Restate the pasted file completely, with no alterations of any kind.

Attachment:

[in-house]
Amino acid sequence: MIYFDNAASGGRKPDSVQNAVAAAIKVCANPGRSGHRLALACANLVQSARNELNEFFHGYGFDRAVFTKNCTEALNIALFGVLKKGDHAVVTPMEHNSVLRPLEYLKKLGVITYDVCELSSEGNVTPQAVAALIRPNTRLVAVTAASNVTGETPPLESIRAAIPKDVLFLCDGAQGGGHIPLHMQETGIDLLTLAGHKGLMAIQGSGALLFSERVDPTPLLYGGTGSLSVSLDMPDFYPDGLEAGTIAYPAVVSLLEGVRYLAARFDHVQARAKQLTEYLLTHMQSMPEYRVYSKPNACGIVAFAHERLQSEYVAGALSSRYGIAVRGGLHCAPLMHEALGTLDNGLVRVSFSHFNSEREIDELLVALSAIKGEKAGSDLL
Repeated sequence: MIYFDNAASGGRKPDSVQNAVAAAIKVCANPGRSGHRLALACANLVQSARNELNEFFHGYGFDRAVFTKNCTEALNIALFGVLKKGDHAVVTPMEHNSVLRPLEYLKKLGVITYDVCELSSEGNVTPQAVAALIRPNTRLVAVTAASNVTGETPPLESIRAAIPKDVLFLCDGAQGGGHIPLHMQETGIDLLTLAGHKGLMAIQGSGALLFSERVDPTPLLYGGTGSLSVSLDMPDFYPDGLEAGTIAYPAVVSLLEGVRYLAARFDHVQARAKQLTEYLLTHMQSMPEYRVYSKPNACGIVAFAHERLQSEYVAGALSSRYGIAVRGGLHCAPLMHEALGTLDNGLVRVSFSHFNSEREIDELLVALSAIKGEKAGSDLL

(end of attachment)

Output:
[in-house]
Amino acid sequence: MIYFDNAASGGRKPDSVQNAVAAAIKVCANPGRSGHRLALACANLVQSARNELNEFFHGYGFDRAVFTKNCTEALNIALFGVLKKGDHAVVTPMEHNSVLRPLEYLKKLGVITYDVCELSSEGNVTPQAVAALIRPNTRLVAVTAASNVTGETPPLESIRAAIPKDVLFLCDGAQGGGHIPLHMQETGIDLLTLAGHKGLMAIQGSGALLFSERVDPTPLLYGGTGSLSVSLDMPDFYPDGLEAGTIAYPAVVSLLEGVRYLAARFDHVQARAKQLTEYLLTHMQSMPEYRVYSKPNACGIVAFAHERLQSEYVAGALSSRYGIAVRGGLHCAPLMHEALGTLDNGLVRVSFSHFNSEREIDELLVALSAIKGEKAGSDLL
Repeated sequence: MIYFDNAASGGRKPDSVQNAVAAAIKVCANPGRSGHRLALACANLVQSARNELNEFFHGYGFDRAVFTKNCTEALNIALFGVLKKGDHAVVTPMEHNSVLRPLEYLKKLGVITYDVCELSSEGNVTPQAVAALIRPNTRLVAVTAASNVTGETPPLESIRAAIPKDVLFLCDGAQGGGHIPLHMQETGIDLLTLAGHKGLMAIQGSGALLFSERVDPTPLLYGGTGSLSVSLDMPDFYPDGLEAGTIAYPAVVSLLEGVRYLAARFDHVQARAKQLTEYLLTHMQSMPEYRVYSKPNACGIVAFAHERLQSEYVAGALSSRYGIAVRGGLHCAPLMHEALGTLDNGLVRVSFSHFNSEREIDELLVALSAIKGEKAGSDLL